After a surf session, I was making my way through the cave and looking down to make sure my already battered feet did not hit more coral when I heard something scurrying and scratching. Started I looked up in time to see a lizard the size of my leg rambling away. Luckily we were equally scared and he sought sanctuary in a nook of rock. I could imagine the bacteria growing in its mouth like a middle school science project.
The water is startling clear, and the reef and the multi-colored fish passing over it can be seen underneath my feet as I sit on my board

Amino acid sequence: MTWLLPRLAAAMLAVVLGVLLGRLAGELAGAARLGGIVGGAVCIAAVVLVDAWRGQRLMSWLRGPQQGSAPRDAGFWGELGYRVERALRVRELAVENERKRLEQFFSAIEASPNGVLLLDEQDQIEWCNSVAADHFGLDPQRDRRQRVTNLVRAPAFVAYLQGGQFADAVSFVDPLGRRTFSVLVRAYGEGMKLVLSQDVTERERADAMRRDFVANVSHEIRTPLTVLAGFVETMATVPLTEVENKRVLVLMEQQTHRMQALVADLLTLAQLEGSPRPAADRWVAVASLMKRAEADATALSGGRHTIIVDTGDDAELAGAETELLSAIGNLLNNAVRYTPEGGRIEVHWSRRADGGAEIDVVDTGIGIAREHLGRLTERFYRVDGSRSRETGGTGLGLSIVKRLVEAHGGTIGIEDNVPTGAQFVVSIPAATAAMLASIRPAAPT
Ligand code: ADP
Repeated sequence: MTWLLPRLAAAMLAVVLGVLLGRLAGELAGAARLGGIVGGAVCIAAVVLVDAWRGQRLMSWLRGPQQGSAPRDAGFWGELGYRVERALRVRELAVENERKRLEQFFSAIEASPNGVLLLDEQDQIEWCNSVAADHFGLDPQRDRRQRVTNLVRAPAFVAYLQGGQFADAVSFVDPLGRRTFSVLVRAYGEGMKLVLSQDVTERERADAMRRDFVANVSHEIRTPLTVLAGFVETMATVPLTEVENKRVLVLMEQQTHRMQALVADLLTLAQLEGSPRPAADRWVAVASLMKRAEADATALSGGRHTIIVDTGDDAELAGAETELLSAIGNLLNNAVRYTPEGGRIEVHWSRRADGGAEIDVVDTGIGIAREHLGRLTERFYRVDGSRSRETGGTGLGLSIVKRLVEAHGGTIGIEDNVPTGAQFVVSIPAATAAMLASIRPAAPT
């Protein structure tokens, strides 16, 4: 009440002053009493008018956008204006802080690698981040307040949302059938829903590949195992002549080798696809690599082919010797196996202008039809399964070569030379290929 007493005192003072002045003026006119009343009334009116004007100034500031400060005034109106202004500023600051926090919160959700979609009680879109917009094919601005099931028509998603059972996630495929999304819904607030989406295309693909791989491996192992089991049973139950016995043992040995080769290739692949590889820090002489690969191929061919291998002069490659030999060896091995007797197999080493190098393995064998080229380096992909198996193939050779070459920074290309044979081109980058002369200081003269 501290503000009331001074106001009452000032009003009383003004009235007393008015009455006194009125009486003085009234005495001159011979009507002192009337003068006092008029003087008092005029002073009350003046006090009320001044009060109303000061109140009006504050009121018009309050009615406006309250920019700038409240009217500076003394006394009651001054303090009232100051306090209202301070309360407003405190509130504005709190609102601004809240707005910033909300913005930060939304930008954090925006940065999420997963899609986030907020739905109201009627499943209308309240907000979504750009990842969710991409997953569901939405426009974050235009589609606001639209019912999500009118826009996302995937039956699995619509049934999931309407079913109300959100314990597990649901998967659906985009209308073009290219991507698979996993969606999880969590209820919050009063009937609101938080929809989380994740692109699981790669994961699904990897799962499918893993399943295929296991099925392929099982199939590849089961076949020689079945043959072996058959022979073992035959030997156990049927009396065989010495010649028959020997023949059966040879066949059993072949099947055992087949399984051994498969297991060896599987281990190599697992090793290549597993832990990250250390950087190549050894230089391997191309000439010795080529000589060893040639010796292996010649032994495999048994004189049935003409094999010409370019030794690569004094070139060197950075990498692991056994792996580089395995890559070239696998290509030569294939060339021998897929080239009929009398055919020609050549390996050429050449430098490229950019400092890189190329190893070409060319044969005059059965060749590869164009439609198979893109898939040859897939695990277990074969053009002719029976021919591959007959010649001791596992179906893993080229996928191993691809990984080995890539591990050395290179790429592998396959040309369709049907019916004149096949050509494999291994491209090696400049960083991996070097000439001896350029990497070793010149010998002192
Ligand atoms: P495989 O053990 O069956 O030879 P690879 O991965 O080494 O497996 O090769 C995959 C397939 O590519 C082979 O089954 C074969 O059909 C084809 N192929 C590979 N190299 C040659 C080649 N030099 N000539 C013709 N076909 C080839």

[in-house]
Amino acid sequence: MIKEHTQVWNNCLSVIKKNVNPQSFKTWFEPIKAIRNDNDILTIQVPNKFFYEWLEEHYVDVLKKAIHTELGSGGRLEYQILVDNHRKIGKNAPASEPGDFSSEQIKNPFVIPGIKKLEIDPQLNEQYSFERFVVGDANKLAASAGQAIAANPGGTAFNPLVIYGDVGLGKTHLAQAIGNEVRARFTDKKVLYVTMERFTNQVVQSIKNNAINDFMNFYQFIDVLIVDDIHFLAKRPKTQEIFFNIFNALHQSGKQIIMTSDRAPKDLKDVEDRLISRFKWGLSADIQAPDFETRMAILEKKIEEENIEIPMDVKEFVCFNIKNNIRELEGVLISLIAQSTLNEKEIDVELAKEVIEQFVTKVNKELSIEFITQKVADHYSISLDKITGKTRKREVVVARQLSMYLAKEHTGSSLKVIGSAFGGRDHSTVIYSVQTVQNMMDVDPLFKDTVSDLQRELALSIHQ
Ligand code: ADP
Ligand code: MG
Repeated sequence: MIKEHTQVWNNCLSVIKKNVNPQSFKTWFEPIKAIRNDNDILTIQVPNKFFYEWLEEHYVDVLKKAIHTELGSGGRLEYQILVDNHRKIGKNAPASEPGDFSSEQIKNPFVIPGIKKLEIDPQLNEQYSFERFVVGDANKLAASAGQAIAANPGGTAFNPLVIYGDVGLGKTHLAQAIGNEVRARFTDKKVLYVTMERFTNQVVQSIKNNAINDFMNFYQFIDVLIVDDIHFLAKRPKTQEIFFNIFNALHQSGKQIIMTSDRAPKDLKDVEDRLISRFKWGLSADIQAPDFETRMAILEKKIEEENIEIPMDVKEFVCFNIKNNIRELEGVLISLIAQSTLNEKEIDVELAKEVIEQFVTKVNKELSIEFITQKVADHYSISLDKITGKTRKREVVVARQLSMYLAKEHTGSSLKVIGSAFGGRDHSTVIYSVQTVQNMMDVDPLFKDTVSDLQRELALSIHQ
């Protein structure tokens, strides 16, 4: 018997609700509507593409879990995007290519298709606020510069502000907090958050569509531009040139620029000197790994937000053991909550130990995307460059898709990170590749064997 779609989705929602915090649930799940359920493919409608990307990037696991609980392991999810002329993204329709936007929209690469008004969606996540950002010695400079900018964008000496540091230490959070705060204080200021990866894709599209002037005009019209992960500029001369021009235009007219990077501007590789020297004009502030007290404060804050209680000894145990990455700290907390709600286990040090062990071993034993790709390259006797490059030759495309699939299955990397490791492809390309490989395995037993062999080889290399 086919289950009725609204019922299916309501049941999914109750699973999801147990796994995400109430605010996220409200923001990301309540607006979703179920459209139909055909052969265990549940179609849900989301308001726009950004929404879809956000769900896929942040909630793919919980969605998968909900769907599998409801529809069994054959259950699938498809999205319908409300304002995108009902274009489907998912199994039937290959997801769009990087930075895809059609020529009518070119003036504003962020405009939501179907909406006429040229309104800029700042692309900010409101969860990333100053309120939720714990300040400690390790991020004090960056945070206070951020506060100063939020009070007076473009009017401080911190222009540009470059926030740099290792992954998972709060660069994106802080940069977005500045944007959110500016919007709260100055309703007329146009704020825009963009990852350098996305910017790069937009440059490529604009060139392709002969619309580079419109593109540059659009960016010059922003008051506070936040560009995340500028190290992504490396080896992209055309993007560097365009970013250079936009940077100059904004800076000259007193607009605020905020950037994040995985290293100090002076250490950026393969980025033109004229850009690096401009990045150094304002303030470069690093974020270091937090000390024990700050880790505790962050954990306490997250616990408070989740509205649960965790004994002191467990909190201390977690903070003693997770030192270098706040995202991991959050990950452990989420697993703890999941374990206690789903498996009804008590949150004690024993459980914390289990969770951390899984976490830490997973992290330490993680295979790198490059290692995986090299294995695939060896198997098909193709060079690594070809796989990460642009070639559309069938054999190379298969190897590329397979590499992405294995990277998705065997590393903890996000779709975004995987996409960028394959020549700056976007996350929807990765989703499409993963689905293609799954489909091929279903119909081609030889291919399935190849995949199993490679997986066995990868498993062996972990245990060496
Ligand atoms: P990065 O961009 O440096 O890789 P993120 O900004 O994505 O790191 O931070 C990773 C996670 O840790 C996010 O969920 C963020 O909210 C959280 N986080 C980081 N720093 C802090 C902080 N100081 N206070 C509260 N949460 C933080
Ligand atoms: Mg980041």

We are now mentally stuck in Uluwatu. The room is air-conditioned, the surf is good, we have made some friends, and we can't think of a single reason to go anywhere else. Most of the time we don't know what day it is and it is hard to keep track of where our time goes, if it goes at all. Our routine is now firmly planted. I pass the monkeys and surf from 6:30 to I get tired. We eat breakfast at the hotel (banana pancakes and fruit. Then we lounge around away from the heat. Lunchtime we pass the t-shirt ladies at the top of the hill who always give rousing hellos and often look like basking seals lying on their mats. However the loud barks are replaced by croaks of "Want to buy a t-shirt" or "You buy something from me today". There is a long cement path full of tables and chairs that clings to the contour of the cliff overlooking the surf. Along this is a long line of wurongs. A wurong consists of a small kitchen nestled in the back, then a glass counter with a variety of items for sale like t-shirts and surfing wax, and a big platform covered by a mat. The fronts are all open and they are nestled so closely together it is hard to distinguish one from the other. We always go to the same wurong for lunch